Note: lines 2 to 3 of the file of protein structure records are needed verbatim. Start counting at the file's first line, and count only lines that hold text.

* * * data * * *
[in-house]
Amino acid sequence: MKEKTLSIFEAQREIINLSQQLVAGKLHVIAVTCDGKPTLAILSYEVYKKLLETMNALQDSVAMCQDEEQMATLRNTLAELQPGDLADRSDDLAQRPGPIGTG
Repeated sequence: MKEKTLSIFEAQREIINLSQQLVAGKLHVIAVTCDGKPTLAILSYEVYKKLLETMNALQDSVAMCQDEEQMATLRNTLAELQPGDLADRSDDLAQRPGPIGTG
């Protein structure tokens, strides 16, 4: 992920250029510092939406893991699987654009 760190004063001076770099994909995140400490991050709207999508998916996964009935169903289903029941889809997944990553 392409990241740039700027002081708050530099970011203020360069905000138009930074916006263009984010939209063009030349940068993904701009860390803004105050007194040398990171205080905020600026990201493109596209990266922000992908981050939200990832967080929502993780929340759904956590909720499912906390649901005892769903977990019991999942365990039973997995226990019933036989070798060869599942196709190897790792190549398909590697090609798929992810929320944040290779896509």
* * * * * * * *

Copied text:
Amino acid sequence: MKEKTLSIFEAQREIINLSQQLVAGKLHVIAVTCDGKPTLAILSYEVYKKLLETMNALQDSVAMCQDEEQMATLRNTLAELQPGDLADRSDDLAQRPGPIGTG
Repeated sequence: MKEKTLSIFEAQREIINLSQQLVAGKLHVIAVTCDGKPTLAILSYEVYKKLLETMNALQDSVAMCQDEEQMATLRNTLAELQPGDLADRSDDLAQRPGPIGTG